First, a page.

Though not all of the artists were on board, a group of around 50 artists are organizing together, and over the weekend, plan to come up with a solidified course of action. “We want to write a list of demands and to rewind. Do we want the show canceled entirely? We all did receive an email from Farris apologizing for the frustration and also [using] language that says that there is a potential for a future show.”
Among the other concerns that Harrington outlined, he stated that many artists that responded back to Wahbeh’s original email informing them of the show have not received any personal response, but many of the more established artists had dedicated phone calls with Wahbeh organized. “It's really unfair,” said Harrington. “I was like, Oh, so that’s how they're strategizing. That feels very predatory to me as well.”
Whether it’s a lack of internal organization, clear curatorial direction, or misguided moral codes, this exploitative behavior is certainly not new to the museum. When the Whitney Museum of American Art hosted its “An Incomplete History of Protest” back in 2017, I was one of the many hopeful who entered the museum. The show came directly on the heels of the museum’s 2017 Biennial, controversial (yeah yeah, I know, they’re pretty much all controversial, but I’ll get there!) for the use of Dana Schutz’s painting Open Casket (2016), which depicted Emmett Till dead in his casket, dressed in the suit he’d be buried in, his battered face represented by a smudge of smeared paint. Protests broke out over the piece, with claims that a white artist was capitalizing on and making a spectacle of Black pain and death, demanding its removal and even destruction. These requests were not met, and “An Incomplete History of Protest,” curated by David Breslin, seemed poised to be the museum’s response.
The show was tepidly received. Though it had many highlights, I look back on the show and get a sense of self-congratulation from the museum, mainly for their inclusion of two works—which by all means deserved to be in the show—Guerrilla Girls Review the Whitney (1987), a poster showing one member in a gorilla costume posing with a banana, and Faith Ringgold’s Hate Is A Sin Flag (2007), which was the artist’s response to receiving hate speech outside of the Whitney back in 1971 while attending an anti-discrimination protest. It’s clear now that the inclusion of these self-referential works function more as a way for the Whitney to assert that they’re hip to the critique than that they actually internalize their messages.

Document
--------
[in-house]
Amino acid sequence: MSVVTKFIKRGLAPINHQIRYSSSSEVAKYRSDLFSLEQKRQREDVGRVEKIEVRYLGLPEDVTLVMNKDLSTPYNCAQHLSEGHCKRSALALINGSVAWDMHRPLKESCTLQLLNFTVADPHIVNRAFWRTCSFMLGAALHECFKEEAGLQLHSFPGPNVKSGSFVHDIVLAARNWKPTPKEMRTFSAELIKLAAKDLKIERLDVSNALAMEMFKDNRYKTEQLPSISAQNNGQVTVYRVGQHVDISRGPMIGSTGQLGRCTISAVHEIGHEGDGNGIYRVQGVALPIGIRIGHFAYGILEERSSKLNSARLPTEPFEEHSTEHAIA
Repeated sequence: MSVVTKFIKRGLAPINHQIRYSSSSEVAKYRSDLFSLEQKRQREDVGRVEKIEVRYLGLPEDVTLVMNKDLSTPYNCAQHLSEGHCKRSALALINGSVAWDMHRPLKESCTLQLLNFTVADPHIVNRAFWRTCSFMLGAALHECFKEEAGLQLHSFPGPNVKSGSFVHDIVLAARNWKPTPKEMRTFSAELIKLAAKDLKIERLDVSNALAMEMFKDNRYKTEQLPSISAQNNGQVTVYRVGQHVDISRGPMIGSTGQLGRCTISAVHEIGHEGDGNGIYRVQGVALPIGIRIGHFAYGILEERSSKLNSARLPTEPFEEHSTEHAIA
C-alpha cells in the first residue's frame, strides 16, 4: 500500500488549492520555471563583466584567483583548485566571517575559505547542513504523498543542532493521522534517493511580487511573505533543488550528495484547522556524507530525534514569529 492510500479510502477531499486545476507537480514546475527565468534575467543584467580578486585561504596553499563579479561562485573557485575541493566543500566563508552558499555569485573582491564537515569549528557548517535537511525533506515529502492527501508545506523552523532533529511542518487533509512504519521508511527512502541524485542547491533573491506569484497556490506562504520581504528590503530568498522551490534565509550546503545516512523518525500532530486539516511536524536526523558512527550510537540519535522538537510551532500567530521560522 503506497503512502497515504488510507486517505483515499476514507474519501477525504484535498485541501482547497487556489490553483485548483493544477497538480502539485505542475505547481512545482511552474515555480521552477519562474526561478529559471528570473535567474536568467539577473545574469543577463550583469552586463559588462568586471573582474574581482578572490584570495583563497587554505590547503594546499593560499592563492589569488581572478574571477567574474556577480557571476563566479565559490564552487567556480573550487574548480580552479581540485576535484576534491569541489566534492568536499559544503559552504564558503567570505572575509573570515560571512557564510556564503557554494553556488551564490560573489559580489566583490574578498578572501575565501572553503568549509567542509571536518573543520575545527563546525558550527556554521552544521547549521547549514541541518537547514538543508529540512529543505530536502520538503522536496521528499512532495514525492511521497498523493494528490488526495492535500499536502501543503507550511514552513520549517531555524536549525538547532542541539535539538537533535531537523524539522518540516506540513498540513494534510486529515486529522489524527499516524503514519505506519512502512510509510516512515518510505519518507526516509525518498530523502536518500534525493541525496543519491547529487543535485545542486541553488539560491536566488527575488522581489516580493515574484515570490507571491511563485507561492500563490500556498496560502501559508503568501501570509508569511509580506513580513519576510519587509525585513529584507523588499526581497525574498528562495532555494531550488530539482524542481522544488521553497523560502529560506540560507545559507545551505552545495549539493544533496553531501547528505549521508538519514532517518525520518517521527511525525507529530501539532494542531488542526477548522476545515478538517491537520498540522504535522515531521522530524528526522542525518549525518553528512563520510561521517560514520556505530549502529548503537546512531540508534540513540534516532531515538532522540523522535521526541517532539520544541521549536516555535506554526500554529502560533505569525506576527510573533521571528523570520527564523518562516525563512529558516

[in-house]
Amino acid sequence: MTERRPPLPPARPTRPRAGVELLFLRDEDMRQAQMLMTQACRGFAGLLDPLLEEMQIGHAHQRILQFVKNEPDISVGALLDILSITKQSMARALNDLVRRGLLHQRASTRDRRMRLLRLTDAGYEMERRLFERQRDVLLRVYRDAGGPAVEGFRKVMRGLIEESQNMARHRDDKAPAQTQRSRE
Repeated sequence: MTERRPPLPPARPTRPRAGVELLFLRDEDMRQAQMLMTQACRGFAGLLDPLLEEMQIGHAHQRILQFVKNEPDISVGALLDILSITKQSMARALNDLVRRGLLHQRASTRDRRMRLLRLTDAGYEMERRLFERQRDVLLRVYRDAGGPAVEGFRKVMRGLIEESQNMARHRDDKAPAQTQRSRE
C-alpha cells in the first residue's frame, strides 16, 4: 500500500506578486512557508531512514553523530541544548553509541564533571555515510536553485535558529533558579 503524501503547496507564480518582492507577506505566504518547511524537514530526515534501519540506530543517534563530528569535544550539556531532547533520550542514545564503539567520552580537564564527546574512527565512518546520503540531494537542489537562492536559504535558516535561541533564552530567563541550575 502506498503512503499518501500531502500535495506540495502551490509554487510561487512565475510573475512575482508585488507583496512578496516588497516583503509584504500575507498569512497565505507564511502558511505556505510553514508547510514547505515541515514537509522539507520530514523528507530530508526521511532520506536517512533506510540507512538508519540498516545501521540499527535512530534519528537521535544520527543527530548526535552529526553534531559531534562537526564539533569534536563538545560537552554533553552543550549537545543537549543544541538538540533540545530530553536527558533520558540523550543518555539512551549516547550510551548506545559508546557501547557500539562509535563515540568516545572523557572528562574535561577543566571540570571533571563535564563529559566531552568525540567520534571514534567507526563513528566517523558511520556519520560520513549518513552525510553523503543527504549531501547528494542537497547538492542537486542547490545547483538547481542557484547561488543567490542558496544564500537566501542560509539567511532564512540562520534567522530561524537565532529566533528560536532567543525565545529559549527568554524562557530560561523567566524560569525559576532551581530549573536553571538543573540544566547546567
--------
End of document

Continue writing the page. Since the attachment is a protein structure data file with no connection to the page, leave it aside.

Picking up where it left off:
Last summer, protests roiled outside and inside the museum demanding the resignation of vice chairman of the board Warren Kanders. Just upstairs, a video art piece by art collective/research group Forensic Architecture explored how Kanders’ company, Safariland, supplies teargas and other war munitions to suppress protesters in different conflict areas around the world. Kanders eventually stepped down after months of stand-ins and protests, but the biennial had already been stamped as “The Teargas Biennial.”
That’s why a few years later, the Whitney’s Incomplete History of Protest reads more like an incomplete understanding of what protest is, and how it’s meant to function. That has made itself abundantly clear this week. By this point, in this year of all things “unprecedented,” we’re pretty used to this kind of apology, and even cynical towards it. And with good reason. Over and over again, we see institutions that pose themselves as progressive, innovative, and forward-thinking, yet continuously avoid systemic change within. Until that happens, their understanding of the American history of protest will remain glaringly incomplete.